test development.
    

Detailed Description

      Typhoid is an enteric disease caused by the bacterium Salmonella Typhi; it is estimated that
      11 to 20 million people contract typhoid each year and 128 000 to 161 000 die from the
      disease; children under 5 are at higher risk of contracting the disease.

      Typhoid endemic areas are located mainly in South Asia and Sub-Saharan Africa and is
      transmitted through contaminated water and food. The disease is treatable with a specific
      antibiotics regimen, however antimicrobial resistance has been reported in several countries,
      particularly in Pakistan.Several vaccines have been developed but their uptake has been low,
      partly due to limited information on the exact burden of the disease in endemic countries.

      The symptoms of typhoid are similar to other undifferentiated febrile illnesses and typhoid
      can be mistaken with vector borne febrile illnesses such as scrub typhus.

      Blood and bone marrow cultures are considered the gold standard for the diagnosis of typhoid.
      Those methods require specific infrastructure and skilled staff that are not always available
      in LMICs and are not adequate for rapid patient management. In addition, although very
      specific, blood culture sensitivity is impacted by misuse of antibiotics that lower the
      bacterial load to undetectable levels in patients' blood.

      As a consequence, alternatives to blood culture have been used in LMIC. The Widal test is the
      most used test despite a low performance (sensitivity range: 57-34%; specificity range:
      43-83%;reported in several studies. Other options in typhoid diagnosis are rapid diagnostic
      tests; among them, three tests (Typhidot, Tubex and Test-it™ Typhoid IgM) have been evaluated
      in several studies. It has been reported a variability of tests performance in different
      studies and according to the geographical regions. Variability in the test performance
      reported so far in the literature has hampered WHO to recommend any of these rapid tests in
      the EDL. FIND in collaboration with international typhoid experts developed a target product
      profile outlining the ideal characteristics of point of care tests. As part of this activity
      it became apparent that no quality data are available that systematically compare all
      available commercially point of care tests against the same set of reference standards used
      in multiple populations (e.g. Africa vs Asia). These lack of benchmarking data significantly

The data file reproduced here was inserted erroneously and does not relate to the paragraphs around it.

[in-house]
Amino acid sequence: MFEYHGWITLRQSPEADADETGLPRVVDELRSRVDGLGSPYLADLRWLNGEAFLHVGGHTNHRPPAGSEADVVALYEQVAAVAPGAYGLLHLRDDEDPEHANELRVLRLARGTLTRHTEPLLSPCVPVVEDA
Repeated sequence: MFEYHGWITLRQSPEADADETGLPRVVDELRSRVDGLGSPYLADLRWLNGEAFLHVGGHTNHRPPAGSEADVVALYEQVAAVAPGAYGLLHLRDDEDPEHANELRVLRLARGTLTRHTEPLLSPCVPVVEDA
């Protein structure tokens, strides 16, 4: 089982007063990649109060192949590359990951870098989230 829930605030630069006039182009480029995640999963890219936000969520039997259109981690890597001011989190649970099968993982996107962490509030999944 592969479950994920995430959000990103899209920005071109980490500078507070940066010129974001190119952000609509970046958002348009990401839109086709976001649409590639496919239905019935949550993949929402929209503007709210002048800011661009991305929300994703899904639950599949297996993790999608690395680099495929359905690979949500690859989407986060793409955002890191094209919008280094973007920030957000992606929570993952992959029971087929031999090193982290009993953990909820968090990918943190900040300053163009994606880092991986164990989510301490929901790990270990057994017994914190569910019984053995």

impedes health providers' ability to decide on the utility of commercial tests in different
      settings, ultimately restricting use and access. Further the lack of well characterized
      samples reduces the ability for targeted innovation in the typhoid space. A second gap that
      was identified was the lack of a simple well-performing gold standard suggesting Latent class
      modelling as a solution used for other pathogens with an imperfect gold standard.

      The current study aims to benchmark different commercial typhoid tests against a defined
      reference standard applied in multiple population and simultaneously develop a sample set
      that can be used in future evaluations of emerging technologies and/or to support innovative
      test development.
    


Study Type

Observational


Primary Outcome

To evaluate different RDTs that are commercially available internationally for detecting antigens or antibodies to Salmonella Typhi and use blood culture as standard for comparison.

Secondary Outcome

 Establish a biorepository of well characterized specimen collection that can be used to evaluate emerging tests.

Condition

Typhoid Fever

Intervention

Rapid diagnostic tests


Publications

* Includes publications given by the data provider as well as publications identified by National Clinical Trials Identifier (NCT ID) in Medline.

Recruitment Information


Recruitment Status

Diagnostic Test

Estimated Enrollment

4900

Start Date

October 25, 2020

Completion Date

September 25, 2021

Primary Completion Date

July 25, 2021

Eligibility Criteria

        Inclusion Criteria:

          -  - Individuals aged 8 years of age to 65 years of age

          -  Body weight equals to or more than 8kgs

          -  History of fever or axillary temperature of >37.50C for at least 3 consecutive days
             within the last 7 days prior to enrolment

          -  Clinical suspicion of enteric fever

          -  One of the following scenarios:

               -  Presents to outpatient department or Emergency Department

               -  Admitted to hospital within last 12 hours

          -  Able and willing to provide informed consent (and assent when required)

        Exclusion Criteria:

          -  Unwillingness to participate in the study

               -  Inability to provide the required volume of blood

               -  Unwillingness to provide blood

               -  Known non-infectious / Non typhoid Infectious causes of fever or other alternate
                  diagnosis of fever

               -  Taking anticoagulant drugs

               -  Unconscious
      

Gender

All

Ages

2 Years - 65 Years

Accepts Healthy Volunteers

No

Contacts

, 9779851182704, [email protected]

Location Countries

Kenya

Location Countries

Kenya

Administrative Informations


NCT ID

NCT04801602

Organization ID

FE006


Responsible Party

Sponsor

Study Sponsor

Foundation for Innovative New Diagnostics, Switzerland

Collaborators

 Department for International Development, United Kingdom

Study Sponsor

, , 


Verification Date

March 2021